- Stamens and pistil project out to touch a bird’s head as it drinks nectar, but petals are open right down to the ovary. This allows short-tongued insects like ants, flies, and honeybees to steal nectar without pollinating the flower.
- Flowers were open or closed with very few in between.
- In early morning nectar leaked out of closed flowers and collected on the bulbous end, but there was no sign of nectar on anthers or pistil of open flowers.
When the flower is ready to open, nectar flows down the inside, escapes from joins between tepals on the side, and coats the end. There were lots of bees on open flowers but they avoided the nectar on unopened flowers. Didn't like sticky claws?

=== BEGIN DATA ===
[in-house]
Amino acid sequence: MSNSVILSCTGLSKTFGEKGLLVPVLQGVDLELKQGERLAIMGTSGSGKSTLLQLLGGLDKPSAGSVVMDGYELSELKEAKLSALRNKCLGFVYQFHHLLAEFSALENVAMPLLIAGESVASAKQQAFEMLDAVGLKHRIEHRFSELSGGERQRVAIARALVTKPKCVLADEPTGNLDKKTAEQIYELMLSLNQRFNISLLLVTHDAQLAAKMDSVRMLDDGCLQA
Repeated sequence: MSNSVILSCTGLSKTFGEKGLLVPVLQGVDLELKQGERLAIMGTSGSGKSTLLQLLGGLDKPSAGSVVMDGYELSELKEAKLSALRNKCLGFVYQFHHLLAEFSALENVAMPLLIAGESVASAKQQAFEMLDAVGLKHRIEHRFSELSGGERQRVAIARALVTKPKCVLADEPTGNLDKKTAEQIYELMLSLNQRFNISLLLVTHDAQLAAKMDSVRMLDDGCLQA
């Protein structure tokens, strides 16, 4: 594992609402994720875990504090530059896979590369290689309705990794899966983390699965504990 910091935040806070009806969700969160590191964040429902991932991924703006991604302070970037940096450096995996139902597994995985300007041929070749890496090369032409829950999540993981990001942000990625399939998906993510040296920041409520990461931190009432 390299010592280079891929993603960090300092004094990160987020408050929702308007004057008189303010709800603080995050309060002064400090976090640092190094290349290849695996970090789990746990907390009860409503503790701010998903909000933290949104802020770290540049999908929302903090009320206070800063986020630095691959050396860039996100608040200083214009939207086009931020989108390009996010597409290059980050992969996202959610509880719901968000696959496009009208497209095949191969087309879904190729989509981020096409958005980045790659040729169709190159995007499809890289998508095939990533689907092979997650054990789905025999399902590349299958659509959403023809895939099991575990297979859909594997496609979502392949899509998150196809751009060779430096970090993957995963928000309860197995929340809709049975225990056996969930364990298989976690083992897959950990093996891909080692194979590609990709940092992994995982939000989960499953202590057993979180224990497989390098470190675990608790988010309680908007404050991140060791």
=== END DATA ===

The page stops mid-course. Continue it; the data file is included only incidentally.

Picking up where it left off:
When I dissected closed flowers I could see that stamens and anthers form a straight line from the centre of the tepal, but the end of the tepal that encloses them is curved. This creates a spring mechanism, which is held in place by stronger join at the end of the tepal.
Perhaps, when honeyeaters lick nectar off the flower end, the motion causes the flower to spring open so the bird can pollinate it.
About 10% of the flowers remained closed apart from a tiny dark dot on the outside, which marked the point where a moth or other insect laid an egg. Inside was a 3mm translucent grub, which ate the flower's reproductive parts then formed a dark brown pupa.
Sadly an unbalanced ecosystem.